It’s not that I have an Open Door Policy when it comes to the bathroom. Believe me, part of any Momcation for me is the thrill of peeing by myself. But in this season of life, I have young children that are in that odd place of still learning personal boundaries and perfecting their potty training skills. So between breastfeeding a baby, and needing to leave the bathroom door unlocked while I shower in case of a potty emergency, my body is often on display, whether I want it to be or not.
This has caused spontaneous discussions like Why Girls Can’t do Standup Potty, and What Are Nipples? and the fun game of If you eat dirt/poop/cookies will your milk taste like dirt/poop/cookies? I’ve also made a point of not hiding the stretch marks that are sketched across my abdomen and gather in a puddle around my belly button.
Let me be frank: these etchings in my skin used to haunt me. They marred once smooth skin, and they were just another reminder that things weren’t the same since entering in the world of motherhood.
But when I see them now, after three children and a miscarriage? They are reminders that I wear – maybe not with arrogance or boastful pride, but with a little bit of wisdom, a little bit of contentedness. They are symbolic of the person I have become – the hardships I have gone through, the hard work it was to grow these babes and that thrill and rush of joy once they were out. I’ve told Quincy and Eloise that they were growing so well and getting so big that momma’s tummy just couldn’t fit them inside, so my belly stretched and stretched and stretched until there was enough room for them. I let them trace their fingers along the softness of the lines, and they giggle and love the idea that they were just too big for mom.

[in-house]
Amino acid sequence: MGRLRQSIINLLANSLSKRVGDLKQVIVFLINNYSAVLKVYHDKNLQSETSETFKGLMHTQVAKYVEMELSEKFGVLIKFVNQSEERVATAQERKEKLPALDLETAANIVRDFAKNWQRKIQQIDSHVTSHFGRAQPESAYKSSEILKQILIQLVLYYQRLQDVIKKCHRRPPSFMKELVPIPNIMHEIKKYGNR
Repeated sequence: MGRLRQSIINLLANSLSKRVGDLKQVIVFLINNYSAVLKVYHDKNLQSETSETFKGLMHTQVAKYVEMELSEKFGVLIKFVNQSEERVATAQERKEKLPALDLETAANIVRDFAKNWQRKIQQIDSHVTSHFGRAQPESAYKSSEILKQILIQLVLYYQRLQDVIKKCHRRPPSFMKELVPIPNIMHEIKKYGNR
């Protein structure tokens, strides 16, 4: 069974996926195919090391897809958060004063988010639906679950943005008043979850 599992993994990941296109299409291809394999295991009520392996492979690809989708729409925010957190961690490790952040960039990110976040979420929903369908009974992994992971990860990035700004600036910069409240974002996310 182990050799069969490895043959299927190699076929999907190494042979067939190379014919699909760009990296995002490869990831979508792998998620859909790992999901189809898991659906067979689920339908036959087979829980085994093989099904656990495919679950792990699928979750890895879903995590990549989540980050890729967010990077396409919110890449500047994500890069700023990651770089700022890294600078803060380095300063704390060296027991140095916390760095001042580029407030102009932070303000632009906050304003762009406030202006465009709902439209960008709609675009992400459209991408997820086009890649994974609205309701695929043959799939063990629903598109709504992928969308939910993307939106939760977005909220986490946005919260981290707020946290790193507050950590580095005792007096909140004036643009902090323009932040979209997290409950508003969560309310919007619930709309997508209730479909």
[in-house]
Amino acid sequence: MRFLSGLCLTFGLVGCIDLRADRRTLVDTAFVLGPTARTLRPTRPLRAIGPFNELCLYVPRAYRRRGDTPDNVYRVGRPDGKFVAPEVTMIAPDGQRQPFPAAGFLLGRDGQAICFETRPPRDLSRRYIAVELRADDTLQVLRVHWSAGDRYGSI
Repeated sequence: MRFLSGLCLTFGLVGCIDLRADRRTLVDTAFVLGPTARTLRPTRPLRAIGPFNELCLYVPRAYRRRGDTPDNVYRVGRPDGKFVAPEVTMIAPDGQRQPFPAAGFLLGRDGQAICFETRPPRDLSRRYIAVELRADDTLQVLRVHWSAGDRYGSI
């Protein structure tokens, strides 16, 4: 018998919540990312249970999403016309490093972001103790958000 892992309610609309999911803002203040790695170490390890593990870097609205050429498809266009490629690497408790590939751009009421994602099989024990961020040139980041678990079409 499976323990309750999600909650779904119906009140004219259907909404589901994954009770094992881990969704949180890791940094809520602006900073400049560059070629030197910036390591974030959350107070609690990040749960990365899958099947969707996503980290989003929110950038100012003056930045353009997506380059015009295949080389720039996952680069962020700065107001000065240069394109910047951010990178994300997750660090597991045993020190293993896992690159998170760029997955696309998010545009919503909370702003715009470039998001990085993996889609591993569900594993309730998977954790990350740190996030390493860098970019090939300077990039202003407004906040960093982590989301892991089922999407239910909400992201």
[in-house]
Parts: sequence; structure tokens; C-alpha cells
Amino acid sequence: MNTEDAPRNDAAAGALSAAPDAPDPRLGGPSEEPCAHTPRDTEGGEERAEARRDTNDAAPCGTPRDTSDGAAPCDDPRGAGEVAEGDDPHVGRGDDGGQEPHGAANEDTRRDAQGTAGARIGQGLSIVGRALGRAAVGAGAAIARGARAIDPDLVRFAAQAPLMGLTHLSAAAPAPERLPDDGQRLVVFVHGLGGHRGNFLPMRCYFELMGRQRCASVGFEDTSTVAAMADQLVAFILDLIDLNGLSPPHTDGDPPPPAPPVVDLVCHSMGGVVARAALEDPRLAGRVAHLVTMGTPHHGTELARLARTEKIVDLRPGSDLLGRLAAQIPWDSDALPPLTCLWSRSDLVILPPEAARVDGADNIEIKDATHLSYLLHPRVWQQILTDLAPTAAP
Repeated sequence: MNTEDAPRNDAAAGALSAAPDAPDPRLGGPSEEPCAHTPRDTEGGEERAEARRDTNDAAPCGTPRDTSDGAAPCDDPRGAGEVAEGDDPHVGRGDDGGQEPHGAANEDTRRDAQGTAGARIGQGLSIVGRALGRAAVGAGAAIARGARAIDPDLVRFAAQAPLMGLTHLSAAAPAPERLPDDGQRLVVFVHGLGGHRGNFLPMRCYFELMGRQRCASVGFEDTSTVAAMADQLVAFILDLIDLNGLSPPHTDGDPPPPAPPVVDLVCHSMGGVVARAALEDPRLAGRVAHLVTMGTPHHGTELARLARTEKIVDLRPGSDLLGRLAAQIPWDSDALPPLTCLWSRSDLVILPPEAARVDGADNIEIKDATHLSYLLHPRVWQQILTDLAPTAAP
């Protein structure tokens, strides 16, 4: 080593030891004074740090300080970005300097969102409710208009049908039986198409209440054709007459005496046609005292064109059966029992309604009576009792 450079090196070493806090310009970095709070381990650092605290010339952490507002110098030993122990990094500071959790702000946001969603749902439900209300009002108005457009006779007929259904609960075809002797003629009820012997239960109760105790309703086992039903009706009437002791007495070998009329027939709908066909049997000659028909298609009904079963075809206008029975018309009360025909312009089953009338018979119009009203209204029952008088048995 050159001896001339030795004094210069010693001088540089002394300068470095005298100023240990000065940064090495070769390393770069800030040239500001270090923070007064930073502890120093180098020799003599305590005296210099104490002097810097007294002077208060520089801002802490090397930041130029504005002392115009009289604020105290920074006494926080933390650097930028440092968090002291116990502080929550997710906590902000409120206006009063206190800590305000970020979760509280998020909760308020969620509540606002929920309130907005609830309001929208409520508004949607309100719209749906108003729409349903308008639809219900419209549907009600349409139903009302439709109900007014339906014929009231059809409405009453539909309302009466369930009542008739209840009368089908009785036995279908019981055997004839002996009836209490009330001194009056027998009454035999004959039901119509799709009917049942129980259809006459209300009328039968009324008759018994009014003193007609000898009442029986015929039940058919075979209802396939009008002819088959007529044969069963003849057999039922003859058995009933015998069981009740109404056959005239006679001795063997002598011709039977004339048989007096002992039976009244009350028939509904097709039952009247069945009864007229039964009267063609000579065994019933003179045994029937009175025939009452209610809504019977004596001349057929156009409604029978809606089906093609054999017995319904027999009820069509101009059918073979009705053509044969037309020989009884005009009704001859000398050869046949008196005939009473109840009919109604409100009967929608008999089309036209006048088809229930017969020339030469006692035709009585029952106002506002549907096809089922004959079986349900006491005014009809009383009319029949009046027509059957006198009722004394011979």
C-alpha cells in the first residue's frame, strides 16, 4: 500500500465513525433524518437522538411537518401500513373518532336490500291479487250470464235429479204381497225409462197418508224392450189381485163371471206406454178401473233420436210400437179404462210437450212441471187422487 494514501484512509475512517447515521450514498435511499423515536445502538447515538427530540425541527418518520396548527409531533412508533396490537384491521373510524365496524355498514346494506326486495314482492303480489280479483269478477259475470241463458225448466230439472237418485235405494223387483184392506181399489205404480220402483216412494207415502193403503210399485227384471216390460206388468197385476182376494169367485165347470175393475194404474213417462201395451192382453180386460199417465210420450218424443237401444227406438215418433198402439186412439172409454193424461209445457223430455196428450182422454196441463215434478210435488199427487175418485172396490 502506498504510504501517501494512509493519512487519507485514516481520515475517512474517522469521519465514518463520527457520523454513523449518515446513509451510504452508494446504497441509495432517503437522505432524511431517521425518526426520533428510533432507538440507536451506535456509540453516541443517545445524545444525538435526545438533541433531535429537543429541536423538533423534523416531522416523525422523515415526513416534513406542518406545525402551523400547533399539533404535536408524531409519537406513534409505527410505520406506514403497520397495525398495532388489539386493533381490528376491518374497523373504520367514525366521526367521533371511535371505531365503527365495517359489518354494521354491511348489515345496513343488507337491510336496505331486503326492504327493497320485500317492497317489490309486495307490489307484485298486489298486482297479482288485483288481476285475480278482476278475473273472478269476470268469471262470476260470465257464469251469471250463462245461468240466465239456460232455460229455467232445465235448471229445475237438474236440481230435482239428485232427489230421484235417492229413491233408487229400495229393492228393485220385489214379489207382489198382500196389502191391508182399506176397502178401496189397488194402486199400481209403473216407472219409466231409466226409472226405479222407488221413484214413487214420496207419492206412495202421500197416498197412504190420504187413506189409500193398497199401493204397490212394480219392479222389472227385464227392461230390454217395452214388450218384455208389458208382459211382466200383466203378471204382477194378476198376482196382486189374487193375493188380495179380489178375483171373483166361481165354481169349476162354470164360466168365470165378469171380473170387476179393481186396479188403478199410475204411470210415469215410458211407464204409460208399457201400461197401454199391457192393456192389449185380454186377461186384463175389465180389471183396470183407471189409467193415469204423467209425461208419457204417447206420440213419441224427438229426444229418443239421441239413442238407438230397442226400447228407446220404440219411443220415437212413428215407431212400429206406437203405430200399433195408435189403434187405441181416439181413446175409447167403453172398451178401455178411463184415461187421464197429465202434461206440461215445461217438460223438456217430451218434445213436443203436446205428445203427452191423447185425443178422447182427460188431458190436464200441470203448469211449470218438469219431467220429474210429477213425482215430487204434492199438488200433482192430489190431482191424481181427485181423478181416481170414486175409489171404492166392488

Call them what you will: Tiger Stripes, Adventure Lines, Pregnancy Roadmap, or just The New Normal. They are me, and they are important.
So ladies and gents – if you’re out at the beach this summer, know that I’ve given up caring that my stretchies are showing. They’re out and don’t mind saying hello. They are beauty, they are pain, and they are part of my story.
What stories does your body tell?